import { useState, useEffect } from 'react'

export const useDebouncedValue = <T extends any>(input: T, delay = 0) => {
  const [value, setValue] = useState(input)

  useEffect(() => {
    const timeout = setTimeout(() => {
      setValue(input)
    }, delay)

    return () => {
      clearTimeout(timeout)
    }
  }, [input, delay])

  return value
}

Context

When building UIs it's nice to respond to user input immediately. In React it's generally ok to call setState multiple times in quick succession since React batches state updates.

However, you don't want to rapidly update a state value if you've got a useEffect wired up to it. This could have disastrous results (like DDoSing your API or terrible render performance). 😱

This hook creates a carbon copy of the original state value. The only difference is that the useDebouncedValue doesn't update until its dependency stops updating.

This makes it much safer to use as a dependency for useEffect if your state is rapidly changing.

While debouncing the fetch function (or any function called from within useEffect) achieves a similar effect, I think debouncing the value results in cleaner logic. Since you trigger an effect whenever dependencies change, you debounce the effect by changing dependencies less. Overall, it feels more inline with React's data flow and the way that useEffect works.

Usage

import { useEffect, useState } from 'react'
import { useDebouncedValue } from './useDebouncedValue'

export const Component = () => {
  const [posts, setPosts] = useState([])
  const [search, setValue] = useState('')
  const debouncedValue = useDebouncedValue(search)

  useEffect(() => {
    fetch(`https://jsonplaceholder.typicode.com/posts?search=${debouncedValue}`)
      .then(res => res.json())
      .then(posts => setPosts(posts))
      .catch(() => setPosts([]))
  }, [debouncedValue])

  return (
    <div>
      <label>
        Search
        <input
          name="search"
          value={search}
          onChange={ev => setValue(ev.target.value)}
        />
      </label>

      <div>{posts.length} posts found</div>
    </div>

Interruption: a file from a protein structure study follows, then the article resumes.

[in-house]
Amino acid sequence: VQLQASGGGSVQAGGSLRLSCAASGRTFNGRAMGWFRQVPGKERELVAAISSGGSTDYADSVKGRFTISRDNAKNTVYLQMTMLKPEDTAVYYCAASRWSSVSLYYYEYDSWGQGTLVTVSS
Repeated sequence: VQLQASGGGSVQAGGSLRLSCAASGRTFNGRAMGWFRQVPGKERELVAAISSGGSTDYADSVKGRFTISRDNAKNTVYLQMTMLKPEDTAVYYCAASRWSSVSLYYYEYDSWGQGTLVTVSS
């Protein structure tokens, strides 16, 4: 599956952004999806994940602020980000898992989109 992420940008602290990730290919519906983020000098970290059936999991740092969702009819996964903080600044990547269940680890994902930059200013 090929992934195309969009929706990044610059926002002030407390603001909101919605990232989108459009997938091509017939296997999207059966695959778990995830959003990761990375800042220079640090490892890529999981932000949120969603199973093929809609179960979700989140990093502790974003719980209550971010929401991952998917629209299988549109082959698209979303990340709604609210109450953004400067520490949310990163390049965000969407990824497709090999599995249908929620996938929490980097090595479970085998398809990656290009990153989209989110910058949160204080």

)
}

Tests

import { act, renderHook } from '@testing-library/react-hooks'
import { useDebouncedValue } from './useDebouncedValue'

jest.useFakeTimers()

test('should return the first value immediately', () => {
  let value = 1
  const { result } = renderHook(() => useDebouncedValue(value))
  expect(result.current).toEqual(1)
})

test('should not update the value immediately after a change', () => {
  let value = 1
  const { result, rerender } = renderHook(() => useDebouncedValue(value))
  expect(result.current).toEqual(1)

  value = 2
  rerender()
  expect(result.current).toEqual(1)
})

test('should update the value after the delay time', () => {
  let value = 1
  const { result, rerender } = renderHook(() => useDebouncedValue(value, 100))
  expect(result.current).toEqual(1)

  value = 2
  rerender()
  jest.advanceTimersByTime(99)
  expect(result.current).toEqual(1)

  act(() => {
    jest.advanceTimersByTime(1)
  })
  expect(result.current).toEqual(2)
})

test('should default to a delay of 0', () => {
  let value = 1
  const { result, rerender } = renderHook(() => useDebouncedValue(value))
  expect(result.current).toEqual(1)

  value = 2
  rerender()
  act(() => {
    // Just run the next tick of the call stack.
    jest.advanceTimersByTime(0)
  })
  expect(result.current).toEqual(2)
})

Influences and prior art

  • usehooks.com: I mostly lifted my useDebouncedValue function from here. It's not a 100% copy-pasta though: I've renamed a few things, added my own comments, added some tests and ported it to TypeScript.
  • useDeferredValue: This is built-in to React's concurrent mode and will only update the given value after a timeout period. This hook is a big reason why I think that a useDebouncedValue hook feels inline with React's data flow. I might not even need useDebouncedValue once concurrent mode is stable! 😅